A delicate, spot-on evocation of childhood amid turmoil and tragedy, Troyan’s fine debut features a spunky ten-year-old forced to grow up before her time.
Gabriel is no more wicked or curious than any other girl her age, but circumstances do conspire to make her somewhat fierce. On her family’s usual summer holiday in the French countryside, the first hint of impending disaster comes when she learns that the house’s caretaker has died since the previous visit. Making themselves comfortable anyway, Gabriel, her nearly deaf younger sister Alex, their beautiful mother, their grandmother and her sister from South Africa, and their moody nanny all await the arrival of their American father. When he does arrive it’s just for a short visit, long enough to drop a bombshell: he’s fallen for another woman. This news sends Gabriel’s already flighty mother into a state somewhere between a funk and a frenzy, in which she has little time for either of her children. Granny fills in as best she can, which is fine with Gabriel, who adores her. But when Granny falls and sprains an ankle, the doctor next door (actually a psychiatrist but willing to make a house call when he finds Gabriel’s mother fetchingly at his door) enters their lives and takes her away from her kids even more. The nanny, meanwhile, has a thing going with the Spanish chauffeur, and when it doesn’t go smoothly she hits the gin hard. All of this Gabriel and little Alex might have been able to bear, given time and affection, but when Granny suddenly dies late one afternoon, after climbing with Gabriel to their favorite spot on the hill above the house, there’s no one to take her place, and, ready or not, the girls are left to find their own way to a better place.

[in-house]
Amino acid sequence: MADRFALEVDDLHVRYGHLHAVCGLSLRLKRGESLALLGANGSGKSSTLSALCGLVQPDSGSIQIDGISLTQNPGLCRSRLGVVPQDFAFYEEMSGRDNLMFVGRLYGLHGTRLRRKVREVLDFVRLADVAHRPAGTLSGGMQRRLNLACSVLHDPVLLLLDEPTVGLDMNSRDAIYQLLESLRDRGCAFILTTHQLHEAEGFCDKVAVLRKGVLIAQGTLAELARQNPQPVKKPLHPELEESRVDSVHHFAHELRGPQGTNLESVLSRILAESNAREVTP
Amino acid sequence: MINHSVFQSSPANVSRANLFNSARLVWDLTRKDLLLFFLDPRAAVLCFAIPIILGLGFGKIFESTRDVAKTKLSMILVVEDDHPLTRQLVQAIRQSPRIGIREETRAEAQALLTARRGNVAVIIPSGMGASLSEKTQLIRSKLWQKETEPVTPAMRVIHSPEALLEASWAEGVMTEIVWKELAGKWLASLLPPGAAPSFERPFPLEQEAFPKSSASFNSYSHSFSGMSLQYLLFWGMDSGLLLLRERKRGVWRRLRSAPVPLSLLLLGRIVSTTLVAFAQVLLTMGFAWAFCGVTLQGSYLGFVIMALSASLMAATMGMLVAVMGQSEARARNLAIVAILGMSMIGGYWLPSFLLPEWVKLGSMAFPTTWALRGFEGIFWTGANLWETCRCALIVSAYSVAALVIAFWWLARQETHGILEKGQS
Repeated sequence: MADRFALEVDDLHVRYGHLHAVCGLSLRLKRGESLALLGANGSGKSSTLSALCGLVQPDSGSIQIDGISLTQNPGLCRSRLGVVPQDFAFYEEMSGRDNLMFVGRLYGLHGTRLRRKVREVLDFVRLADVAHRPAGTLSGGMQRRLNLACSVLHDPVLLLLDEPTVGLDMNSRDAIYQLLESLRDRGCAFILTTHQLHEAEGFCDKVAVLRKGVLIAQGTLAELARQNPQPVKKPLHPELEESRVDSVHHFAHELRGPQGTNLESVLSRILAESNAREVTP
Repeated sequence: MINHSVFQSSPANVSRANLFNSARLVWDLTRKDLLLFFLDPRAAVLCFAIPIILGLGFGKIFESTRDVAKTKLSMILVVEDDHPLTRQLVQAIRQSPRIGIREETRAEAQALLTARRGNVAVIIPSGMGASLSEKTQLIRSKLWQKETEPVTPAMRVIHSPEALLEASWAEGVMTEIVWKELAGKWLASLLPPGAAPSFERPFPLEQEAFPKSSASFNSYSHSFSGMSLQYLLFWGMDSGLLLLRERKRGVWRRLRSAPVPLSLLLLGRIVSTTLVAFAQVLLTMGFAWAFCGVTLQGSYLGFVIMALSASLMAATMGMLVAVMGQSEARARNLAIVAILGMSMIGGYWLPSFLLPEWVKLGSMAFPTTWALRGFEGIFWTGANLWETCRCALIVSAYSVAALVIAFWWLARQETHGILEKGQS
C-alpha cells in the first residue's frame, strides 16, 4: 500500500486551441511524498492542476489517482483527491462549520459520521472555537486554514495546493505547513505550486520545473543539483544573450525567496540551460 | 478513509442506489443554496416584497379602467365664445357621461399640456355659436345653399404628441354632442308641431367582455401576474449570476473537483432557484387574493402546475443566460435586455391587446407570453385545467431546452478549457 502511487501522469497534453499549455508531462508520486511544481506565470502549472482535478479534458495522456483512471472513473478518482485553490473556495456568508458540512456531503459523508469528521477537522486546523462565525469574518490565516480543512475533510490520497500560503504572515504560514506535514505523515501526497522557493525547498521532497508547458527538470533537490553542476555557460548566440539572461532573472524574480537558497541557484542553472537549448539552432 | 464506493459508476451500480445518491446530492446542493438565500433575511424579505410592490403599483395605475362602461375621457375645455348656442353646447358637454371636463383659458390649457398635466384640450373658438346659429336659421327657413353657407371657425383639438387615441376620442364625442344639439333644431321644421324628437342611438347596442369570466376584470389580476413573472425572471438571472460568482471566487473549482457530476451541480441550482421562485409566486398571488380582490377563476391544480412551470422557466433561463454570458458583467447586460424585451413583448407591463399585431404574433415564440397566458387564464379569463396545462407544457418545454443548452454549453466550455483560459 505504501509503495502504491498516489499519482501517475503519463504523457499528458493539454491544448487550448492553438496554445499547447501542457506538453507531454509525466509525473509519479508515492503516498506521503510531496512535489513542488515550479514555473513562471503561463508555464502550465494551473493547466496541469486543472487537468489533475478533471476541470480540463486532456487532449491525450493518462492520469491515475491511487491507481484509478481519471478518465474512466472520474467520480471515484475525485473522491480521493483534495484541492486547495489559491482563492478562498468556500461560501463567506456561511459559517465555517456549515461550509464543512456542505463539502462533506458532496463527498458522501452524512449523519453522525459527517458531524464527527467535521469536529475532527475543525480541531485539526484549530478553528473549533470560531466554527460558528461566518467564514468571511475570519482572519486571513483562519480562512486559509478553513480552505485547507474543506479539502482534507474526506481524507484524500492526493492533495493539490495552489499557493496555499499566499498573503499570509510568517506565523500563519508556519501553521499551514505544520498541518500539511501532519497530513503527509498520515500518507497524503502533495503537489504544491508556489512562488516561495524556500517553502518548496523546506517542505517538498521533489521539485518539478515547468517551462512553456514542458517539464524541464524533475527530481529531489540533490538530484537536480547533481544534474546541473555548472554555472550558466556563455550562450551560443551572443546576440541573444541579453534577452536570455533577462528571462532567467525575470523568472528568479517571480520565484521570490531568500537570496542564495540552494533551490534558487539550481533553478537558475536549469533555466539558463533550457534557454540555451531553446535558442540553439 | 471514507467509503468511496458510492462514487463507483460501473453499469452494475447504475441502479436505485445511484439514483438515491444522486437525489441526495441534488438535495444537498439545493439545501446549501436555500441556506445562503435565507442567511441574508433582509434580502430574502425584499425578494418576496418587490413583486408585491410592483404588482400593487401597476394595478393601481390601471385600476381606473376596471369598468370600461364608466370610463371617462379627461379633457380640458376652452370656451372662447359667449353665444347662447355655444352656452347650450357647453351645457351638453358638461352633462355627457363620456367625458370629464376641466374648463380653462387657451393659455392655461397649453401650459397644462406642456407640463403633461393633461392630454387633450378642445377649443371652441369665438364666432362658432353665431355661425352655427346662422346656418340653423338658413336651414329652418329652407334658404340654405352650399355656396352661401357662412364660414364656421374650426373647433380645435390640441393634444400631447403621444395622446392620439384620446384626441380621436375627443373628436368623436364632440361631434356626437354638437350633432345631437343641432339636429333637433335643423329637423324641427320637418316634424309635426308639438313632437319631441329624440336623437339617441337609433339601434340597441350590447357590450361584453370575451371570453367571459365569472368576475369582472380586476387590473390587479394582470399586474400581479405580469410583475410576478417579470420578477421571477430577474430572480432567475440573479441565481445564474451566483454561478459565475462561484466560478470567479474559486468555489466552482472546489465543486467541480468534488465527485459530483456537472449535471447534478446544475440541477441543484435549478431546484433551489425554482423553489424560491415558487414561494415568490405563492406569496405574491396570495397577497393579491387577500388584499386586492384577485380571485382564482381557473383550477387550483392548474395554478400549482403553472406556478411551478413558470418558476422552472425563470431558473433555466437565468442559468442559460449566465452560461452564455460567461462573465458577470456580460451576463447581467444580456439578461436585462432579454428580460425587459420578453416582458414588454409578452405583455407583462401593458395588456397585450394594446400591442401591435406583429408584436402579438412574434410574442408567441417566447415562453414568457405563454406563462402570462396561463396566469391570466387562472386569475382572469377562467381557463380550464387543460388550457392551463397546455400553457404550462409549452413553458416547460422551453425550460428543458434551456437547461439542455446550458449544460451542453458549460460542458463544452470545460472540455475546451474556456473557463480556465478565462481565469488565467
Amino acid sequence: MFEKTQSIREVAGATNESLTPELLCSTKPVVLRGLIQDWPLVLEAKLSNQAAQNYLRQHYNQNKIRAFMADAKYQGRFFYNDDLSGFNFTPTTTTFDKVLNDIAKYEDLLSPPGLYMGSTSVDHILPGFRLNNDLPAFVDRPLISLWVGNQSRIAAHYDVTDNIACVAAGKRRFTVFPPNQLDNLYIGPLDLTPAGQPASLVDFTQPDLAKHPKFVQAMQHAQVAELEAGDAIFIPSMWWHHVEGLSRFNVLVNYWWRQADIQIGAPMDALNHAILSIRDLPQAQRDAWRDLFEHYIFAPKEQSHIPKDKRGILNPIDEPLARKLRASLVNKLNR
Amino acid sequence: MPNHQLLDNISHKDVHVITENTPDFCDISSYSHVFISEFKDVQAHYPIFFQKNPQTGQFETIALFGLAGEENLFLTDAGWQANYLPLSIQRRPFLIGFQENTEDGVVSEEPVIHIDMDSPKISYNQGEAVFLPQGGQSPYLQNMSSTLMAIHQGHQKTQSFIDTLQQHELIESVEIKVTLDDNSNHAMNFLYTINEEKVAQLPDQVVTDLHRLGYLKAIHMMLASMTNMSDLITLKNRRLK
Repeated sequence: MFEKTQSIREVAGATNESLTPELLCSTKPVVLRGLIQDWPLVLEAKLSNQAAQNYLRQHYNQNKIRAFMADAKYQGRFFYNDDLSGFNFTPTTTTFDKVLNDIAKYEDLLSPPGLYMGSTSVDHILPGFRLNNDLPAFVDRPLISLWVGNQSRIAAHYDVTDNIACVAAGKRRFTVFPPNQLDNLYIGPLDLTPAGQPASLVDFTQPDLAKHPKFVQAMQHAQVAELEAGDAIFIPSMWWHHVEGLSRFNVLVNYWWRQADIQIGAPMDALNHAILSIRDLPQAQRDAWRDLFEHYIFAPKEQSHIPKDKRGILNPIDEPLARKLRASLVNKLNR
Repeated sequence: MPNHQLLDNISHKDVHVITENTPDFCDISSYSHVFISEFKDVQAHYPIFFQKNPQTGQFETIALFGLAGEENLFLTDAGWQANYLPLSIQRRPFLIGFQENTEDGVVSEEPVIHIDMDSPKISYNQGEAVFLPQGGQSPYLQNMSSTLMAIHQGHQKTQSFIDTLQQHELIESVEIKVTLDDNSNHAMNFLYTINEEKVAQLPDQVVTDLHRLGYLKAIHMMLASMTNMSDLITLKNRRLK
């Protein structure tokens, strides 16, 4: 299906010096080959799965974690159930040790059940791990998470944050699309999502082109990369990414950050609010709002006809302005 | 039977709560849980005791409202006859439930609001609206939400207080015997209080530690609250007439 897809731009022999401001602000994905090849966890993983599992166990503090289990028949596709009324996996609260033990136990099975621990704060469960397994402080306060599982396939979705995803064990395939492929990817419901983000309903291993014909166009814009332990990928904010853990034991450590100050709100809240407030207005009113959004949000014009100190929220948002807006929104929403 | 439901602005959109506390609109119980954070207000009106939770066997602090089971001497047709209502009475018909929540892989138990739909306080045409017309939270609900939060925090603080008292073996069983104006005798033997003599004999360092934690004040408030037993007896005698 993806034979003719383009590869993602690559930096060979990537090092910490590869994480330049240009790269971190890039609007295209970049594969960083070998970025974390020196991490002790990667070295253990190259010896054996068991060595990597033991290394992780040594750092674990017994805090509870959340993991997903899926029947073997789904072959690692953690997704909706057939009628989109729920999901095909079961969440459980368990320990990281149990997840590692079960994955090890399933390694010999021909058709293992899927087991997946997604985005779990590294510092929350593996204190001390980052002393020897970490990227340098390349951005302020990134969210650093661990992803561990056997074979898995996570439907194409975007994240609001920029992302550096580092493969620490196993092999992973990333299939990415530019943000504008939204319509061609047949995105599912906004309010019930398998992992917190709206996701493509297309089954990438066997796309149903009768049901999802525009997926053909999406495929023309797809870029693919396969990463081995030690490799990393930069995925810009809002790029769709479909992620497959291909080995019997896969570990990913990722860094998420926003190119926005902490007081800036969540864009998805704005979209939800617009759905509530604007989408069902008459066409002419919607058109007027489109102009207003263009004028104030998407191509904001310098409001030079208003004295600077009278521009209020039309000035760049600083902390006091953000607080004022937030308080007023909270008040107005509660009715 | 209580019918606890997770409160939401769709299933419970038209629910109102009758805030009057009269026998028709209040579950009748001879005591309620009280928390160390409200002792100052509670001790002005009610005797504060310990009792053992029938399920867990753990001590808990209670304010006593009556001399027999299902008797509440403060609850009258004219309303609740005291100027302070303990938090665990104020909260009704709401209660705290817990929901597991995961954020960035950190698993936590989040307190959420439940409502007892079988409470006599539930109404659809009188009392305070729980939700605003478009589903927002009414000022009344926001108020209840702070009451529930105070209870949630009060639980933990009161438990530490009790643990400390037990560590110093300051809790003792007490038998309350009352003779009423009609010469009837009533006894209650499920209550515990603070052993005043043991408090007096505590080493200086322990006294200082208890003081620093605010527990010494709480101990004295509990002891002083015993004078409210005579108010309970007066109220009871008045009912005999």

The charm and innocence of the storytelling from Gabriel’s point of view make a substantial contribution to a moving, beautifully crafted novel.